Place of Supply rules in the Excise Tax Act – Intangible Personal Property
Club Intrawest v The Queen, 2016 TCC 149
This is a lengthy decision with a number of issues at play. This summary will look only at the place-of-supply rules, Excise Tax Act section 142, as they apply to intangible personal property or a service that relates to both real property in and outside of Canada.
The Court held that the supply of a single service that related to real property situated in Canada and outside of Canada is fully taxable in Canada and cannot be apportioned among the real property locaitons.
NOTE – this case demonstrates the need for persons in business to engage a lawyer, not just an accountant, to ensure that purported transactions are legally effective and appropriately documented, and that the tax outcomes of relationship structures are adequately considered.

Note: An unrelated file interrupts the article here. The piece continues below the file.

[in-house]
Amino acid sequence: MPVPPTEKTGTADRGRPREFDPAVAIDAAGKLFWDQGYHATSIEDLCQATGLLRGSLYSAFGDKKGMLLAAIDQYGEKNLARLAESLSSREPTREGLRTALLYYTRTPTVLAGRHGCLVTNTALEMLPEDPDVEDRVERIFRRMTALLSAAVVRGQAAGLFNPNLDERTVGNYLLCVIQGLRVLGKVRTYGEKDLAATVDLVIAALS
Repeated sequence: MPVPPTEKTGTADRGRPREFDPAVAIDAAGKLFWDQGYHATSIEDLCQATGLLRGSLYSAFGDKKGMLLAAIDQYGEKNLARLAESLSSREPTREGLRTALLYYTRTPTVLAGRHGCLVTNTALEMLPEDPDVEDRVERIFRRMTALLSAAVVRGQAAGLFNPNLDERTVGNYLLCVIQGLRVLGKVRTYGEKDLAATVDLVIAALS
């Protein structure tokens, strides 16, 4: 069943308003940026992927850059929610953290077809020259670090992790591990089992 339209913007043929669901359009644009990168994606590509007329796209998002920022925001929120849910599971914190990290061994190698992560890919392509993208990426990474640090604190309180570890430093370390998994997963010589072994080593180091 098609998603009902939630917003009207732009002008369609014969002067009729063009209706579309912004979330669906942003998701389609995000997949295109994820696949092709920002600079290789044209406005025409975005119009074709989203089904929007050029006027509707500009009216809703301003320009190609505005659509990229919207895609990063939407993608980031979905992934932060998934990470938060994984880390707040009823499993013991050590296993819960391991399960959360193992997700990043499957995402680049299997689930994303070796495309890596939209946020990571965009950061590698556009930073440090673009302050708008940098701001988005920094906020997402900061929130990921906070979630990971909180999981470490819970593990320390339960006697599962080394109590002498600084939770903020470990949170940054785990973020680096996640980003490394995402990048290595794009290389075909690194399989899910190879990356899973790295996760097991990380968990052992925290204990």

The Appellant was a non-profit, non-stock e established in Deleware. It was a GST stablished registrant in Vancouver, BC, and was assume (with this assumption unrebutted) at all times a resident of Canada.
NOTE: IT appears that the Court did not consider the residency tie-breaker rules in the Canada-US tax convention. Article IV(3) deems a company to be a resident of the contracting state it was created in unless continued into the other state.
The intangible property at issue was not the resort points that allowed persons to purchase residency rights at resorts, but rather the annual resort fee paid by the members (purchasers of resort points) to the Appellant. Both Canadian and US resort point purchasers, as well as both the Canadian and US developer, had an obligation to pay an annual resort fee (para 48).
Subsections 165(1) and (2) of the Excise Tax Act impose a federal and, where a supply is made in a participating province, provincial rates on the value of the consideration for the supply made in Canada.
A taxable supply is a supply made in the course of commercial activity, defined as the provision of property or service in any manner, include sale, transfer, barter, exchange, license, rental, lease, gift, or disposition (para 70). However, a reimbursement for expenses incurred as agent for others is not subject to GST/HST as there is no service being provided.